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Google Disrupts More China-Linked Dragonbridge Influence Operations

Google has disrupted over 175,000 YouTube and Blogger instances related to the Chinese influence operation Dragonbridge.

Google continues to disrupt YouTube and Blogger activity associated with the China-linked Dragonbridge threat actor’s long-running influence operations, with over 10,000 instances taken down in the first quarter of this year alone.

In 2023, the internet giant disrupted over 65,000 YouTube and Blogger instances linked to Dragonbridge, with 50,000 other instances taken down in 2022. To date, Google disrupted over 175,000 Dragonbridge instances.

Also known as Spamouflage Dragon, the threat actor has been active since at least 2019, using a spammy network of thousands of inauthentic accounts on forums, social platforms, and websites to promote narratives in line with China’s political interests.

In 2022, Mandiant uncovered a largely ineffective Dragonbridge campaign targeting rare earth mining companies in Australia, Canada, and the United States, which overall saw limited engagement from real individuals.

According to a new Google report, Dragonbridge’s overall activity consists of low quality content that lacks a political message, with only a small fraction of the observed accounts posting about current events and promoting pro-China narratives.

“These narratives span a wide range of news topics — ranging from elections in Taiwan to the Israel-Hamas war — and include content critical of the US. The content primarily targets Chinese speakers, but some narratives are in English and other languages,” Google explains.

Although the threat actor continued to scale its operation, the activity remained largely ineffective over the past year and a half, with “practically no organic engagement from real viewers” on the over 57,000 YouTube channels disabled in 2023.

“Of the over 900,000 videos suspended, over 65% of their videos had fewer than 100 views, and 30% of their videos had zero views. Despite experimenting with content and producing large amounts of content, Dragonbridge still does not receive high engagement,” Google notes.

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Observed engagement, the internet giant says, was mostly inauthentic, coming from other accounts operated by the threat actor.

Across its channels and blogs, the threat actor creates low quality content in reaction to breaking news, especially social wedge issues, or in anticipation of events, and was seen ramping up activity ahead of the 2024 general election in Taiwan.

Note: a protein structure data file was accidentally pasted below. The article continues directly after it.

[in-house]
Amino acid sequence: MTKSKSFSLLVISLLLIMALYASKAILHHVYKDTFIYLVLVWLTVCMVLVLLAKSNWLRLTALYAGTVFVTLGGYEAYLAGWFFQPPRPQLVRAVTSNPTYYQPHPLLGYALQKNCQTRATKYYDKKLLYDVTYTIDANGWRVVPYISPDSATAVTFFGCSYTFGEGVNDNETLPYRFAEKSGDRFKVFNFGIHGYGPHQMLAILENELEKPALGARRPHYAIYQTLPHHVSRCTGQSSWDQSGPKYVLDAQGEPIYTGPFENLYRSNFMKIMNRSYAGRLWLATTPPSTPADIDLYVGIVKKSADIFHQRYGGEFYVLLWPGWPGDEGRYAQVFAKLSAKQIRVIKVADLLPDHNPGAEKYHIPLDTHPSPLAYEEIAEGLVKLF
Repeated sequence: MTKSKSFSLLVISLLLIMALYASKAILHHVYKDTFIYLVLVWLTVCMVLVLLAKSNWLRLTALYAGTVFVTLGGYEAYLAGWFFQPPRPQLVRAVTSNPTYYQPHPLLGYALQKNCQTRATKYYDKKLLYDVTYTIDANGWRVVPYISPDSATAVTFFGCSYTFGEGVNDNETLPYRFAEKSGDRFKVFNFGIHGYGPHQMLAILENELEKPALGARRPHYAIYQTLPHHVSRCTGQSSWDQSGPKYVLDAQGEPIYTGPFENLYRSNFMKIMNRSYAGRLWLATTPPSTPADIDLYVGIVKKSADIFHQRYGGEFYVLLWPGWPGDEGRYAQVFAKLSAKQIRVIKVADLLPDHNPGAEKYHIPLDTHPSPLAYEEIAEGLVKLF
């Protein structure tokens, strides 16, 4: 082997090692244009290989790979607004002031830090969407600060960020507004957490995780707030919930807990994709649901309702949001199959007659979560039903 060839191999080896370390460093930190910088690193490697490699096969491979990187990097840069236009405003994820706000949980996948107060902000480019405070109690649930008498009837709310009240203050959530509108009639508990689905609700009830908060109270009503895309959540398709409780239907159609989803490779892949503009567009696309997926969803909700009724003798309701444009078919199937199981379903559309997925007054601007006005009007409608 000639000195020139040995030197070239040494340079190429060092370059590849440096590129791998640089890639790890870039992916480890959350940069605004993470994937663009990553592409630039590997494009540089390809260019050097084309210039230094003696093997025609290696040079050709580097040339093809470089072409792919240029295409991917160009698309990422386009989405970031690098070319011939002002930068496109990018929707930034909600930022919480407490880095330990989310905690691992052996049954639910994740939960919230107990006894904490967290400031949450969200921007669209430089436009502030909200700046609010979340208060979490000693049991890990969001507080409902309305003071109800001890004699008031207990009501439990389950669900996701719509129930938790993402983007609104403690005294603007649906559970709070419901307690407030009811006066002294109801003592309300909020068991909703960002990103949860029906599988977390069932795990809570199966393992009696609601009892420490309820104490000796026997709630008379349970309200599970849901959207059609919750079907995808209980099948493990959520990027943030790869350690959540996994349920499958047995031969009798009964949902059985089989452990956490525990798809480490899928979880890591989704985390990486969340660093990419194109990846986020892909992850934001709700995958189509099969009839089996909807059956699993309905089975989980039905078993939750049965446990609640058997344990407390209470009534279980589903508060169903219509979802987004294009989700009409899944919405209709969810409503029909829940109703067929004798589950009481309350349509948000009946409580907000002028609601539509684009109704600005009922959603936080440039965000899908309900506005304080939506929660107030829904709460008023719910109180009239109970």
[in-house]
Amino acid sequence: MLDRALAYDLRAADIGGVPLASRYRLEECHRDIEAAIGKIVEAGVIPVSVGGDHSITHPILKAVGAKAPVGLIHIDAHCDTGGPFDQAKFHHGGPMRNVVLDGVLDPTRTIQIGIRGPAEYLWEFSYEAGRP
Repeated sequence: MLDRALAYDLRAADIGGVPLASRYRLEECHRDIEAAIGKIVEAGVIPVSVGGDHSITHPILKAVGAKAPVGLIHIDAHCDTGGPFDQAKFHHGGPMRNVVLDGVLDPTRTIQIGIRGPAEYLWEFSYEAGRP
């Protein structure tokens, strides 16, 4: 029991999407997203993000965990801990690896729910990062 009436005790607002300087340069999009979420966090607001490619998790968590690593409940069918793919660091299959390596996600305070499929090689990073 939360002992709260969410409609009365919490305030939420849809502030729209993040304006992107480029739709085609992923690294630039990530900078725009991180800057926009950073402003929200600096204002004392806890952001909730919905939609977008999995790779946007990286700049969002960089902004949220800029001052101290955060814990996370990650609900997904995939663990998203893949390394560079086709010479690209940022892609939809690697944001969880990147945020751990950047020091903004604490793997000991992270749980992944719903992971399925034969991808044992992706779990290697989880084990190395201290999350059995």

“The videos were typical of Dragonbridge’s style featuring robotic voiceovers, stock footage and publicly available images. Voiceovers and text overlays in the videos had awkward phrasings suggestive of machine translation,” Google says.

In the days leading up to Taiwan’s general election on January 13, the threat actor posted thousands of videos and comments on YouTube, promoting an allegedly ‘secret history’ document critical of the outgoing President Tsai Ing-wen, but gaining almost no engagement from organic users.

The videos featured AI-generated news hosts, this being the largest Dragonbridge campaign using AI to date. However, the group has been experimenting with generative AI tools to create content for several years, Google says.

The threat actor continues to promote political and social narratives that portray the US in a negative light, after previously targeting the US presidential and midterm elections in 2020 and 2022, respectively.

“Despite their failure to gain traction with an authentic audience, Dragonbridge generates high volumes of content across multiple social media platforms, is persistent, and continues to experiment in their tactics and techniques,” Google notes.

Related: Chinese Hackers Have Stepped Up Attacks on Taiwanese Organizations, Cybersecurity Firm Says

Related: Cyber Assault on Asian Telecoms Traced to Chinese State Hackers

Related: Chinese Cyberspy Group ‘RedAlpha’ Targeting Governments, Humanitarian Entities

Related: Google Says No Significant Election Influence Campaigns Targeting Its Users

Written By

Ionut Arghire is an international correspondent for SecurityWeek.

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